Always the diplomat, she smiles cordially to the Japanese. It’s as we’re passing through the metal detector that she first takes my hand. I feel a small electric charge and briefly wonder if it’s a security scan or just my own fascination with our nation’s only attractive Secretary of State (apologies to Madeline Albright, but I just wasn’t that into you ).

“The Supreme Court. That’s where we’re going?” I ask.

“To the highest court in the land,” she replies, leading me toward a staircase. She releases my hand, removes her shoes, giddily shouts, “try to keep up!” and then runs up the first set of stairs. So, I go with it, chasing after her like a schoolboy. When we reach the fourth floor, she bounds through a set of double doors into an enormous basketball court.

Out of breath, I laugh, “the highest court, eh?”

“It’s an old joke,” she says. “Wait here.”

She runs off into a locker room and I have time to mill around. I even begin to play a game of “HORSE” with Ruth Bader Ginsburg, but Condi returns toting a shoebox before we get very far into it, Ginsburg about to score her first letter against me with a tricky “over the backboard” granny shot that only an experienced Supreme Court justice could pull off.

“If you don’t mind,” Condi says to Ginsburg, simultaneously beckoning me to follow her back down the stairs. I notice she’s also changed into sneakers.

“Raincheck?” I say to Ruth Bader, shrugging. The old woman smiles and nods enthusiastically.

Later, back at Condi’s pad, she asks if I’m attracted to her. Well, she sort of asks. More accurately, she forms her interrogative as a statement. “You’re attracted to me,” she states for the record, as though I have no say in the matter. Then it gets weird. See, I’m not attracted to her, but also don’t want to be mean, so I deflect. “Look, Ms. Rice —”

“Please, call me Condi.”

“Condi … look, I appreciated the new shoes from your personal secret stock hidden in the Supreme Court building, even though I’m not entirely sure why you’d have a pair of brand new New Balance runners in a men’s size 10 handy (model MR1061 in Silver/Blue). And, I loved that sprint from the capitol to the Lincoln memorial, and the cool-down by the reflecting pool. And — ”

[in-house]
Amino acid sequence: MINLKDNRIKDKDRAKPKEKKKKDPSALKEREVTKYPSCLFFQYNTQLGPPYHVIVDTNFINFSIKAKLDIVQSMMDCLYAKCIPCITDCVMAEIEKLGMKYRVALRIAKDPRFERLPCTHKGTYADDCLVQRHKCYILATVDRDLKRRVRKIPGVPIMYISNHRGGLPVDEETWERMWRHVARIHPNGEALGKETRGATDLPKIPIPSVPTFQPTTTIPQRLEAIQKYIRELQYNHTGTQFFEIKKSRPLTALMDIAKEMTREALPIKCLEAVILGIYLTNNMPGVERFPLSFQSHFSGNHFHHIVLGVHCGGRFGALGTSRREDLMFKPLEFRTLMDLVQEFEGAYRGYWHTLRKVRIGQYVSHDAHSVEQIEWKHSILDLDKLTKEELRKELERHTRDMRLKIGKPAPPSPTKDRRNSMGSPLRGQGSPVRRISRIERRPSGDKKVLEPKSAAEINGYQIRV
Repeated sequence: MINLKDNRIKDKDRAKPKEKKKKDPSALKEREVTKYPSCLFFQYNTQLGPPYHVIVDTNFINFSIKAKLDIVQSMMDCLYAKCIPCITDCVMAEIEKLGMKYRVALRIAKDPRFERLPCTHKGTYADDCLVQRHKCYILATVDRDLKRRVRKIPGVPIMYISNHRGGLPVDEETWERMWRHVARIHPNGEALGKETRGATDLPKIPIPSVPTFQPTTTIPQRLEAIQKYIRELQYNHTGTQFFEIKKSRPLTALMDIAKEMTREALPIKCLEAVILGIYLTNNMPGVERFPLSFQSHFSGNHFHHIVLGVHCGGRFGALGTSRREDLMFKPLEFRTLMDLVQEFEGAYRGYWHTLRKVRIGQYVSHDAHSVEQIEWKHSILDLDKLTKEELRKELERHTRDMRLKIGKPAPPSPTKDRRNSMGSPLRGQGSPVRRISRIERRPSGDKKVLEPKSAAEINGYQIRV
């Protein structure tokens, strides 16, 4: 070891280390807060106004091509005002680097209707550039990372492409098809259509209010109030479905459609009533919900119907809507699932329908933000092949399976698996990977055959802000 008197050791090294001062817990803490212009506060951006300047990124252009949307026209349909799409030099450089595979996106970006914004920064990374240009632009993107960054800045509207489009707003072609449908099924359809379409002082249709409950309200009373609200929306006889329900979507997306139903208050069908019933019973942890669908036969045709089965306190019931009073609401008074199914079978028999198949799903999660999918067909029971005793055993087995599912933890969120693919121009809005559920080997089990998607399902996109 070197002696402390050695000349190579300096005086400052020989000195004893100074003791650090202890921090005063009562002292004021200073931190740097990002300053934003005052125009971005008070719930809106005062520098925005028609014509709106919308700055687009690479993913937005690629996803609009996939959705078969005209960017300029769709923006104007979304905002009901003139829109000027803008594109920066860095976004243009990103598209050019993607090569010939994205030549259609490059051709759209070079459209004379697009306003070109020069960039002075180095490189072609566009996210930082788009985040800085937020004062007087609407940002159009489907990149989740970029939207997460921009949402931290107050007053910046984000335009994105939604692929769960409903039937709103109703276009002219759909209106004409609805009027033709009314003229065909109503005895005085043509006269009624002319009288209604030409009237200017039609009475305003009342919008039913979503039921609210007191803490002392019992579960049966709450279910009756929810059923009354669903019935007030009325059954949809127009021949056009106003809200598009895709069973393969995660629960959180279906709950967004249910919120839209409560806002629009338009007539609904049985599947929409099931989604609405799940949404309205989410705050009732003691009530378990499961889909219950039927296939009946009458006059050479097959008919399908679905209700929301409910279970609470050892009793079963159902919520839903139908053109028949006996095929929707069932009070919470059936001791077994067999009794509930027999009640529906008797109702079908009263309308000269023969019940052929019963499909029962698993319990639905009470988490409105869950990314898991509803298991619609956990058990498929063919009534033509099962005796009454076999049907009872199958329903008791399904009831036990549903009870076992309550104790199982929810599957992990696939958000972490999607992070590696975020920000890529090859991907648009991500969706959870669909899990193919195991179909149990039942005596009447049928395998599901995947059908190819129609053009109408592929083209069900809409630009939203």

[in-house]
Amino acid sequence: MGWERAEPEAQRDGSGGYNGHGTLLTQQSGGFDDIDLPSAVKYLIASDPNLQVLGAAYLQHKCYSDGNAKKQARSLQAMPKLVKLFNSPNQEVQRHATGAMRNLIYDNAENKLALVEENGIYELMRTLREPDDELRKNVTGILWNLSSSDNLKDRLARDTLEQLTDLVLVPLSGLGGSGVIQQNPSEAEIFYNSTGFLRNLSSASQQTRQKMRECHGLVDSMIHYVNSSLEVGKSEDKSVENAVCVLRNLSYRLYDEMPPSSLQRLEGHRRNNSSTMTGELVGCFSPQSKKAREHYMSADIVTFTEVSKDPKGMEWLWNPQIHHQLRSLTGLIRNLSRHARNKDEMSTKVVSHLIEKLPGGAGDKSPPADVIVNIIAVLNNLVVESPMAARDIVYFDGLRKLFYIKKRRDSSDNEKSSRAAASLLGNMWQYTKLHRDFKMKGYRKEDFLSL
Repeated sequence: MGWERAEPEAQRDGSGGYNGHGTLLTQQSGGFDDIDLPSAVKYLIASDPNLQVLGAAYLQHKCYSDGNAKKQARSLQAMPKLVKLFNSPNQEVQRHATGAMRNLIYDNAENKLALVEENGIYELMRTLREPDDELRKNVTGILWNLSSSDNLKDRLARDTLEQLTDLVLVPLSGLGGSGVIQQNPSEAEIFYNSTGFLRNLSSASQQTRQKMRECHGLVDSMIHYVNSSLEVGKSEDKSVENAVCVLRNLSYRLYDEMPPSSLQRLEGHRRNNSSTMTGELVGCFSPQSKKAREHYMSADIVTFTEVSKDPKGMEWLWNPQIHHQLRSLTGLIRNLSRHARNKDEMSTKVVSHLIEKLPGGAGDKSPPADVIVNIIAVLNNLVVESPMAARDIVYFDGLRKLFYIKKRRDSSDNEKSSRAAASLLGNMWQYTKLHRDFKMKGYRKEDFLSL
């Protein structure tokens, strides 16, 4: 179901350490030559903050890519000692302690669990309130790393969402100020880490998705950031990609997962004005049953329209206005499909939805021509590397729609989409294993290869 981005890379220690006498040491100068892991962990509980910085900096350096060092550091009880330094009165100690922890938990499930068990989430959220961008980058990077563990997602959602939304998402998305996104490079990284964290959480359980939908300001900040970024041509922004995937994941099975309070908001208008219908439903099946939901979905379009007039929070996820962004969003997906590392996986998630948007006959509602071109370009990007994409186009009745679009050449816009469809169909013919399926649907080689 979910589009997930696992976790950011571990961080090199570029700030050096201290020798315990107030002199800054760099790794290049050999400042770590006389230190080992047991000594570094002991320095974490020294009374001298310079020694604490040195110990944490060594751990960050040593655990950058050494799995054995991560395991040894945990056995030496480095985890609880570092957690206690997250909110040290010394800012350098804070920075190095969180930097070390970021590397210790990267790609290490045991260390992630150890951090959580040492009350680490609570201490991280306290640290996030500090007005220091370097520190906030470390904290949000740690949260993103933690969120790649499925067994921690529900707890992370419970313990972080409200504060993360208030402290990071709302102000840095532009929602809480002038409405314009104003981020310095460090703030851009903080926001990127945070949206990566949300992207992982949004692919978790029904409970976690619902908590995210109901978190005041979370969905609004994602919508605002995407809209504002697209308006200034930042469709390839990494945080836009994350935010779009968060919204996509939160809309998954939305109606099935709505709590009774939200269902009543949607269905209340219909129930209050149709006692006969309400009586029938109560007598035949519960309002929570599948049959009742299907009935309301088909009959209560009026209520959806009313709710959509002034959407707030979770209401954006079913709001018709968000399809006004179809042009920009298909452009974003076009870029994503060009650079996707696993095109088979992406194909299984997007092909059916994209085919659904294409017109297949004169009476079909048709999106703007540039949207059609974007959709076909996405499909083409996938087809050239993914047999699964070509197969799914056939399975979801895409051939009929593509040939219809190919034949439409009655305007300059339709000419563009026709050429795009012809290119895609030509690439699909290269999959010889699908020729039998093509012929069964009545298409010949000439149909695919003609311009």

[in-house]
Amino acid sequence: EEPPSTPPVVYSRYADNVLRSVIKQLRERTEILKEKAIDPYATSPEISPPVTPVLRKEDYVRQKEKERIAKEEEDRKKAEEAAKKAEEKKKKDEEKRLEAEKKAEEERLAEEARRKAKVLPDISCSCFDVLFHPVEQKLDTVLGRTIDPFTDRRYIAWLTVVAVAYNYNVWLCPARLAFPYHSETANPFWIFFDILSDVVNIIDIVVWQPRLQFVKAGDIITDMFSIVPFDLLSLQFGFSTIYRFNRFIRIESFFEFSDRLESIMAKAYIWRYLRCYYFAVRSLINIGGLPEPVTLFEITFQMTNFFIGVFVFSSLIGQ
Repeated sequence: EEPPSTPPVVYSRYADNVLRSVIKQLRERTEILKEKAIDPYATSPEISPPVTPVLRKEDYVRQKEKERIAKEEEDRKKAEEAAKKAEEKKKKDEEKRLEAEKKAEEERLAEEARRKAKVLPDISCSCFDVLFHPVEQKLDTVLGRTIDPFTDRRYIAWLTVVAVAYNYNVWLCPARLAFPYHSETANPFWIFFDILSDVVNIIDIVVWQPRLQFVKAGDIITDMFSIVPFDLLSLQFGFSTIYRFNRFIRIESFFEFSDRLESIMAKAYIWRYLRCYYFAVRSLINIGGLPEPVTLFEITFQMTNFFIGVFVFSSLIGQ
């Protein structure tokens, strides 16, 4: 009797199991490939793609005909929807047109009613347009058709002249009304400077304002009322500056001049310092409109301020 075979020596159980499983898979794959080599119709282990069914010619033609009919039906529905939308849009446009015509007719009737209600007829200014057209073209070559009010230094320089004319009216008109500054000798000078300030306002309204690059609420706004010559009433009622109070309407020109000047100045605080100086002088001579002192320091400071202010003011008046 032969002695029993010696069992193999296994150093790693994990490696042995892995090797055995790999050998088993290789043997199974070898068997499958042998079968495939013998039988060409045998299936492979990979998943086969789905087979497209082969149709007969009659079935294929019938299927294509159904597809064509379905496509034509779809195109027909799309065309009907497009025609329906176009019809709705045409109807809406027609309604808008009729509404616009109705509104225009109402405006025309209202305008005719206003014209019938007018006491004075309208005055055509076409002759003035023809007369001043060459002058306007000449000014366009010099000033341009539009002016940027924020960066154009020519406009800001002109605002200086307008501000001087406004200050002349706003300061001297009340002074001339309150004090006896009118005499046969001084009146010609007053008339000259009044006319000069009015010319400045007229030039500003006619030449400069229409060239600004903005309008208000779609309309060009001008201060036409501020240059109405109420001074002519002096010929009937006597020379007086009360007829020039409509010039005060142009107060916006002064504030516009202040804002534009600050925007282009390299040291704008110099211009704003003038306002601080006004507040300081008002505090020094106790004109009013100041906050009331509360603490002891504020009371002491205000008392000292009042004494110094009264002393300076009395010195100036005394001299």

“ — and you’re here,” she interrupts, “which means, on some level, you’re attracted to me.”

My mind turns somersaults. Oddly, you see, it’s true; I can’t deny being attracted to Condoleezza, even though my father believes she’s a warmongering banshee and refers to her routinely as “kinda sleazy.” Also, she’s at least 15 years my senior, which is really pushing the limits for my range of potential imaginary dates. Yet, she is smart, stylish, and a talented pianist.

“Is that a Bosendorfer?” I ask, again avoiding the issue.

She pats the bench, asking me to join her at the keyboard (a Steinway, it turns out). She plunks the opening notes of Heart & Soul, kind of like that scene from Big except completely different in subtext because, in Big, this is the scene during which the protagonist, a 30-something oaf with the mind of a 12-year old, hits it off with a much older famous executive; whereas … okay, maybe it is more similar than I initially thought.

So, we play a little Heart & Soul, a little Brahms, even a little Joplin (which Dr. Rice doesn’t like as much as I do, but she nonetheless finds my interest in early African American composers refreshing).

I hate to be anticlimactic, but the imaginary date pretty much ends there. We part friends, though. Sorry, it’s not you, Condi; it’s me.

Jim Dee maintains his personal blog, “Hawthorne Crow,” and a web design blog called “Web Designer | Web Developer Magazine.” He’s also contributes to various Medium.com publications. You can reach him at: Jim [at] ArrayWebDevelopment.com. Photo atop piece is adapted from “082912_CondoleezzaRice_002” by PBS NewsHour (Flickr, Creative Commons). Please 👏 👏 👏 for this article if you liked it.